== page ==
The purpose of the current investigation was to identify any existing relationships between off-ice performance measures and on-ice performance quantified by speed and acceleration. Twenty-seven women (age 1961 year; body mass (59.5±6.8 kg; height 164.6±6.35 cm; body fat 23.2 ± 3.9%) who were collegiate synchronized figure skaters volunteered for the investigation. To examine the relationship between off-ice performance and on-ice speed and acceleration, collegiate synchronized skaters were evaluated on various performance tests over a 1-week period. Off-ice tests completed were peak torque for hip abduction and adduction, 40-yard sprint, vertical jump height, 30-second slide board stride count, and a 1-RM (repetition maximum) squat. Onice tests included a timed single lap sprint, 4.5-minute (duration of long program) lap count, and an approximately 16.5-m (18- yard blue line to blue line) timed acceleration. Significance was set at P ≤ 0.05. This study showed 3 primary findings: (a) slide board stride count was the single best predictor for both single lap on-ice speed and acceleration accounting for 53.5% (adjusted R2 value) of the variance in the single lap test and 42.5% (adjusted R2 value) of the variance in acceleration times; (b) vertical jump height test was the second best predictor for both the single lap test and on-ice acceleration accounting for 36.6% and 39.9% (adjusted R 2 values) of the variance in times recorded, respectively; and (c) the best combined predictors for the single lap speed test were slide board stride count and 40-yard dash (R2 = 0.675), whereas the best combined predictors for on-ice acceleration were slide board stride count and vertical jump height test (R2 = 0.571). Conditioning for synchronized skaters to enhance performance of on-the-ice speed and acceleration should include slide board training implementation of plyometric and linear speed training while developing and maintaining 1-RM strength to support power capabilities.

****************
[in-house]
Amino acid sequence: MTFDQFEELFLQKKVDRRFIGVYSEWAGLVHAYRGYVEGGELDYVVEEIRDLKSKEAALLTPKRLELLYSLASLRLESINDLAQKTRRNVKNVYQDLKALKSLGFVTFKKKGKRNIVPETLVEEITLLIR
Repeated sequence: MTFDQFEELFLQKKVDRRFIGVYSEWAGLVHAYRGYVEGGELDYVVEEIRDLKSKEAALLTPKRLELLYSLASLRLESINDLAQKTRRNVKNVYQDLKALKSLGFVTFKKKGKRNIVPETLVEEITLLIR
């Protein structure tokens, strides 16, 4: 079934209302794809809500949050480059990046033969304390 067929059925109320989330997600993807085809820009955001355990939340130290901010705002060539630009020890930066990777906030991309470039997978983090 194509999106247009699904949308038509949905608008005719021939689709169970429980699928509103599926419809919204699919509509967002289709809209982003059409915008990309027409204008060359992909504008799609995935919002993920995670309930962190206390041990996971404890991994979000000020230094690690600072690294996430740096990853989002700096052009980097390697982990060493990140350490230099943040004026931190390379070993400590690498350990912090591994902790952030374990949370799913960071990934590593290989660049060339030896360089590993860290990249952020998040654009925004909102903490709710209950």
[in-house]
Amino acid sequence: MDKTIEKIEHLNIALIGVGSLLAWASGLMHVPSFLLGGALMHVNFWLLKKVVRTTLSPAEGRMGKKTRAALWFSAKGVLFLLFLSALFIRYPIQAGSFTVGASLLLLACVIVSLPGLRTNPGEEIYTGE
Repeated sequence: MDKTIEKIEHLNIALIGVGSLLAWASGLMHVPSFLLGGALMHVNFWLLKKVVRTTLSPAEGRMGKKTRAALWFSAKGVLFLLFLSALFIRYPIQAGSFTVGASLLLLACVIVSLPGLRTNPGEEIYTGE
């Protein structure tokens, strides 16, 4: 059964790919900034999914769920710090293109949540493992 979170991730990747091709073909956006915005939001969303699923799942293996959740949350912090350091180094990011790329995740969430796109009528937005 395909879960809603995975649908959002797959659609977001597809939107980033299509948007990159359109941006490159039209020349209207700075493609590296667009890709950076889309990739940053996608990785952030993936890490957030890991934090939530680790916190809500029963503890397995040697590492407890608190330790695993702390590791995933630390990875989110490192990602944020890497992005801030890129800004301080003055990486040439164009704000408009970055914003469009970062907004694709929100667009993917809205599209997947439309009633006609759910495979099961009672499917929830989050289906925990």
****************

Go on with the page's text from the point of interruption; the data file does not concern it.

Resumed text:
All Science Journal Classification (ASJC) codes
- Orthopedics and Sports Medicine
- Physical Therapy, Sports Therapy and Rehabilitation